She settled down to sleep a little while later. Lost in her dreams, she did not see Celebrían look out over the mountains, wondering where the storm had moved on to.

* * * * *

The moon set slowly, casting darkness over the mountains, making the small glow of the campfire all the more visible. From her perch atop a rocky peak, a predator watched. Her sunken eyes glowed dimly, the pupils so wide that they nearly overshadowed the sickly yellow color of her irises. Her skeletal fingers clutched the rock, the skin almost as white as the snow that still covered the stony soil. Her leathery hide had not seen warmth and color for eons. She was a cursed being, even more so than others of her kind. No amount of sustenance would return a fleshy pallor to her body.

Her cloak billowed softly in the wind. The thick, slightly tattered garment was the only coverings she had, the only coverings she needed. Waist-length hair and unnatural shadow concealed her. Only those who were doomed to die by her hands ever saw her for what she truly was. She had once been mortal, a rather beautiful Elf maiden. Now she was a demon, loyal to only one master.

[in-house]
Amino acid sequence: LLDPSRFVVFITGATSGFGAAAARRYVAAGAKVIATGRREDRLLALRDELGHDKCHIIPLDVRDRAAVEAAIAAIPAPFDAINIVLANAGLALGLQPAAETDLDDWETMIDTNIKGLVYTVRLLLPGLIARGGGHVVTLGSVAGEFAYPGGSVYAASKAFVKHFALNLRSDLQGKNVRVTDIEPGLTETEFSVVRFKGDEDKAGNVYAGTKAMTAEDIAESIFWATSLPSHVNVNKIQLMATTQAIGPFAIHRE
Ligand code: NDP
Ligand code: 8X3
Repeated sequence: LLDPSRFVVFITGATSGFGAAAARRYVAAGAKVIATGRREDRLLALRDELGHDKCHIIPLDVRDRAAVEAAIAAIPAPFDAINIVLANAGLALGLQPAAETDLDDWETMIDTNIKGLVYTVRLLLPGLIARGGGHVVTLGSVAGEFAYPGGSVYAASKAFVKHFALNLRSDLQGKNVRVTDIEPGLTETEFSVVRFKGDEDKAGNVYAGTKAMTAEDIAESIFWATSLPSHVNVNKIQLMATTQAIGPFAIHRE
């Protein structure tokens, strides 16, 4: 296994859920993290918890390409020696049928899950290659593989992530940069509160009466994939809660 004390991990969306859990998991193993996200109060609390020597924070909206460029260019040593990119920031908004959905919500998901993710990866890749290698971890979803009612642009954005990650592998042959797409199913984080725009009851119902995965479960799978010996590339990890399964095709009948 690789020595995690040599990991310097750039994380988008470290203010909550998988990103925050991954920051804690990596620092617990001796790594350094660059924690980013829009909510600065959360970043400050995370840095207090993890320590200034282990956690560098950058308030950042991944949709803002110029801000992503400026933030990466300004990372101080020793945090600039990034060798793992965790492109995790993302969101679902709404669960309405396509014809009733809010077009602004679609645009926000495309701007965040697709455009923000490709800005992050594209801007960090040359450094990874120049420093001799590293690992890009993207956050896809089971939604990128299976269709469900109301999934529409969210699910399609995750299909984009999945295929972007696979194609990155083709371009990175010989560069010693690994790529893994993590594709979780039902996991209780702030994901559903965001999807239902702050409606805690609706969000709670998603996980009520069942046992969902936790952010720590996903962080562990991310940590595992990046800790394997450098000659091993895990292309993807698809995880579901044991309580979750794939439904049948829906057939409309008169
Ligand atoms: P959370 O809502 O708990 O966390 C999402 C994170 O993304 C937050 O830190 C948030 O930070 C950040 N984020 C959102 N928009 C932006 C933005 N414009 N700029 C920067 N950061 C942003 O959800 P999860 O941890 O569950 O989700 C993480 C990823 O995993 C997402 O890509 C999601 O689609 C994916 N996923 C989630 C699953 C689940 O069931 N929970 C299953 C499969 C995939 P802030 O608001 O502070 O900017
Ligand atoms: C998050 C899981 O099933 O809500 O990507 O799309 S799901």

She was Thuringwethil, the woman of secret shadow, messenger and most loyal servant of the Dark Lord Sauron. And it was for him that she stood here now.

Countless years had passed since her master had been defeated in battle, and ever since that moment she had been reaping chaos and terror among those that had opposed him. Hunting down the men had been easy, especially the brat whelp Isildur. The Elves had been a little harder to track. But now, so many years later, Sauron’s revenge had almost come full circle. The last of the Elves left to strike was Lord Elrond.

But she did not simply hunt down and kill her victims. None of them deserved such mercy. She existed to see her master’s enemies suffer, to rip their souls to shreds before doing the same to their bodies. So she had hunted, and she had watched, waiting for the perfect opportunity to strike. That opportunity lay before her now, in the form of the wife and daughter. She would take the wife and daughter, rip them limb from limb, and drop their severed heads at Elrond’s feet. But first she would toy with them, make them suffer as she had once suffered, and sing along to the melody of their screams.